UNC, UCLA and Michigan State are all top 20 teams in the NBC Sports preseason top 25.

The championship is Nov. 23, and the semifinal losers also play each other that day.

NCAA to study possible effects of widespread legal wagering

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INDIANAPOLIS (AP) — The NCAA plans to study how the expansion of legalized betting could affect college athletics and member schools.

The NCAA announced Thursday it will create a working group of “subject matter experts” to assess areas such as officiating, NCAA rules, federal and state laws, and the use of integrity services. NCAA leadership has already called for federal regulation on sports betting. NCAA rules prohibit sports wagering by athletes and athletic department employees.

The Supreme Court opened the door for states to have legal wagering on sporting events when it struck down a federal ban in May. Schools in some states such as West Virginia, Mississippi and New Jersey are already exploring the possibility of collecting integrity fees in anticipation of legal sports books opening in their states.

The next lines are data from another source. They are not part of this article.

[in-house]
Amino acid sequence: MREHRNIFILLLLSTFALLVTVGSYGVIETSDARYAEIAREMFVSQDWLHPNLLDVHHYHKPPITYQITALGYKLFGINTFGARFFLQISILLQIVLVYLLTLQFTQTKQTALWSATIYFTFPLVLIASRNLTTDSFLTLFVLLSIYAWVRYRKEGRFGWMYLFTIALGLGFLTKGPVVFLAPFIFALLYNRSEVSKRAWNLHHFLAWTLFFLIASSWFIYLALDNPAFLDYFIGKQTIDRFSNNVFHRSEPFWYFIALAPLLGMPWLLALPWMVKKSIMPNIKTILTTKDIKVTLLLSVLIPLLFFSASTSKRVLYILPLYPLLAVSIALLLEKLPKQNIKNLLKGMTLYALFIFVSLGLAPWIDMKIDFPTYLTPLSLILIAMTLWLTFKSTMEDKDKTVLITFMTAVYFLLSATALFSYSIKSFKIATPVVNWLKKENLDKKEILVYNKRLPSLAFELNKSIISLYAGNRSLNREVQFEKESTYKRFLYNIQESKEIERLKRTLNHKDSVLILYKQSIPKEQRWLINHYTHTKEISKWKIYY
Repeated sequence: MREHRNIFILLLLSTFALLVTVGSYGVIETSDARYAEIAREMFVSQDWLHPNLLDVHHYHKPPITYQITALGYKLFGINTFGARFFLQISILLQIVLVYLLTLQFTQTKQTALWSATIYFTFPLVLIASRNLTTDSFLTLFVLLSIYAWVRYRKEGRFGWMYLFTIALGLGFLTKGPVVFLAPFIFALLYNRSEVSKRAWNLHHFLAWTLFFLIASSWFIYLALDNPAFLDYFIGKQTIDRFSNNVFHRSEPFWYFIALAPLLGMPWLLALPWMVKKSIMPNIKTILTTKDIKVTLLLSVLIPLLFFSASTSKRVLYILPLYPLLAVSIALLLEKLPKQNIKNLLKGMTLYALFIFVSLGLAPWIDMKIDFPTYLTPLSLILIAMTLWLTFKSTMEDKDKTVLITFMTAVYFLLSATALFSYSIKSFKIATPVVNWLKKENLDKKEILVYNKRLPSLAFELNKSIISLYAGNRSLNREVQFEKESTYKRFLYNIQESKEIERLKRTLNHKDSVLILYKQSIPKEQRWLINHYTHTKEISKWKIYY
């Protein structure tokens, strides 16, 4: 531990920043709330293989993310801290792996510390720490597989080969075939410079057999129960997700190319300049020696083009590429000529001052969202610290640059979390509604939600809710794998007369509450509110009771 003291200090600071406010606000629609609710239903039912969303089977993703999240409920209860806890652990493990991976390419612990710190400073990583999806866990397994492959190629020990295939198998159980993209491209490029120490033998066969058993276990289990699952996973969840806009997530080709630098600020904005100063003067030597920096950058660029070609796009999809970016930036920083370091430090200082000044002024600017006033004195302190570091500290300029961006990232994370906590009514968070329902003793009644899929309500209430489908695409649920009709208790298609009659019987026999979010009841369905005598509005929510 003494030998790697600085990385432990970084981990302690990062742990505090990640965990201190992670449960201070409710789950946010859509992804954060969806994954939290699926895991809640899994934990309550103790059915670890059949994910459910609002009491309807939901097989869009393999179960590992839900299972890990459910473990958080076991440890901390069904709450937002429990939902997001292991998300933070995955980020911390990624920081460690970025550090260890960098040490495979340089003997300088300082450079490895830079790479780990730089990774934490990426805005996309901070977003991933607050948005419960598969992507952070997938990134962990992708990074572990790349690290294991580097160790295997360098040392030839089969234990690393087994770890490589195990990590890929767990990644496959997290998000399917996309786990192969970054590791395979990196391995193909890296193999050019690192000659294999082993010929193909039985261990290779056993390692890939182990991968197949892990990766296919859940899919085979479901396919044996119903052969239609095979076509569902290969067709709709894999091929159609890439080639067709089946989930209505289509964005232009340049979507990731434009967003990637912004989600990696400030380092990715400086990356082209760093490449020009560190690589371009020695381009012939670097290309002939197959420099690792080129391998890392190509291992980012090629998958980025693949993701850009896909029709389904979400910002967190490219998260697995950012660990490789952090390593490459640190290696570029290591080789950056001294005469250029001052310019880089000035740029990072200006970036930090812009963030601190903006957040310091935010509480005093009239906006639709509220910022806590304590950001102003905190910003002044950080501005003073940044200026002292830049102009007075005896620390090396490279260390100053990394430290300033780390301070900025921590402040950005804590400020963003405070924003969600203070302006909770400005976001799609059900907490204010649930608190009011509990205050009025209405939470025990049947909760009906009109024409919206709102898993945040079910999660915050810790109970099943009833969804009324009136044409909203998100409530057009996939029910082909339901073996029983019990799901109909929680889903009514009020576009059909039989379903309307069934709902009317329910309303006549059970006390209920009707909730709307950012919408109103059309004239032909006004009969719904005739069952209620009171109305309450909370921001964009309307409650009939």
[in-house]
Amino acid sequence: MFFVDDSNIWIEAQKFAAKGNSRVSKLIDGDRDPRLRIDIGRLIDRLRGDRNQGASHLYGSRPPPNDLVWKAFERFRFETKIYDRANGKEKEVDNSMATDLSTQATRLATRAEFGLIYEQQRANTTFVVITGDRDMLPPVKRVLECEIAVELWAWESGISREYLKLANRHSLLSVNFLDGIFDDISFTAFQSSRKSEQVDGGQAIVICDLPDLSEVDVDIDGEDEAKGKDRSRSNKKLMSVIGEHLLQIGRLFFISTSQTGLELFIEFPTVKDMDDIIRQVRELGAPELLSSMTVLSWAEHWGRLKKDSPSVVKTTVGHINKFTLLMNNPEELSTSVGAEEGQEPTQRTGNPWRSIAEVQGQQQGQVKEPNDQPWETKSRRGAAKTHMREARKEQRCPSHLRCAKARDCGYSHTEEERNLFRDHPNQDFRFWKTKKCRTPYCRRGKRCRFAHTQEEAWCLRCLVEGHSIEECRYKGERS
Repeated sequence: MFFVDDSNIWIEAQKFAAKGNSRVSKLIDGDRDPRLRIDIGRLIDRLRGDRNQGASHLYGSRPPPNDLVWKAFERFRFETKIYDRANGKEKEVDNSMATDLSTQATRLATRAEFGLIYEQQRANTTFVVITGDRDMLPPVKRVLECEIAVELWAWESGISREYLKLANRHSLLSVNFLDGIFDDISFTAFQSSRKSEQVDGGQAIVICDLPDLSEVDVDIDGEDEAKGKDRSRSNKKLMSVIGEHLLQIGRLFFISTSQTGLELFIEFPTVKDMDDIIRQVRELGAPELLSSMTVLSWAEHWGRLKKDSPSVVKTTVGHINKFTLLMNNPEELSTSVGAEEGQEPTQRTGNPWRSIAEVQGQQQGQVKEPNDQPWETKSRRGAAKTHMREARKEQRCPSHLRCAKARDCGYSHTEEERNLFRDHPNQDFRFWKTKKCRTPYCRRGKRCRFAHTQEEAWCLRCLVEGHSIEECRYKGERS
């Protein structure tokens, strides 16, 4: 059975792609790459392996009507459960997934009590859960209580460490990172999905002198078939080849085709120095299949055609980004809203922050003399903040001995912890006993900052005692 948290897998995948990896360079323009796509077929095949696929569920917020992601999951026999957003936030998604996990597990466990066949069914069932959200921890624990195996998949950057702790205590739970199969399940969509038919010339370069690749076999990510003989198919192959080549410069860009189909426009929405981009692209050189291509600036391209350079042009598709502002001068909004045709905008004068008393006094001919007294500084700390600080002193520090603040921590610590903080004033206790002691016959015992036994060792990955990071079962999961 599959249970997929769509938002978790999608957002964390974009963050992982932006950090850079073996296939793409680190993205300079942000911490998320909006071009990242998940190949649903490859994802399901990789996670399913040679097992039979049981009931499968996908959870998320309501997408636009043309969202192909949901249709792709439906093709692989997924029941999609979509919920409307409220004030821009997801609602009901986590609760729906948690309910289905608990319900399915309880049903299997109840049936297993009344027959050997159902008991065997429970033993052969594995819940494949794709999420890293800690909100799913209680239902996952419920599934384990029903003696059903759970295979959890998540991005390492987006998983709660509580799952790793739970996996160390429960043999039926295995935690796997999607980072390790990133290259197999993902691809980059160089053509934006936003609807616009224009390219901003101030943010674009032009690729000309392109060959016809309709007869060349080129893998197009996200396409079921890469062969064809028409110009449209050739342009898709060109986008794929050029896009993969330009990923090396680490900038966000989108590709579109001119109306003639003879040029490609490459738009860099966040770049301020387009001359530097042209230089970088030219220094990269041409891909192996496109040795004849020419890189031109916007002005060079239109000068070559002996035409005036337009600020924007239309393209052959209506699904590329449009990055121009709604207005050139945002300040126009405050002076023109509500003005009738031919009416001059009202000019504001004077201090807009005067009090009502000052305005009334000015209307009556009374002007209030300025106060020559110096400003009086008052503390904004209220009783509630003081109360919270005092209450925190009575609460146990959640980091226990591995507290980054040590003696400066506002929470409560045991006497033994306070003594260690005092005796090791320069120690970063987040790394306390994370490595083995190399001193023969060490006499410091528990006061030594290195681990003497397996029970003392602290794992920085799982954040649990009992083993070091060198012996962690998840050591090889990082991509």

“While we certainly respect the Supreme Court’s decision, our position on sports wagering remains,” said Donald Remy, NCAA chief legal officer. “With this new landscape, we must evolve and expand our long-standing efforts to protect both the integrity of competitions and the well-being of student-athletes.”

The NCAA Board of Governors has already suspended the association’s ban on holding championships in states with legalized sports betting, a policy that only affected Nevada.

“Legalized sports gambling across the country is rather new, but the NCAA and its members have committed significant resources over the years to policy, research and education around sports wagering,” said Joni Comstock, senior vice president of championships and alliances. “With student-athlete well-being as the centerpiece, we will continue to build upon these efforts to assist members as they adapt to legalized sports wagering in their states and regions.”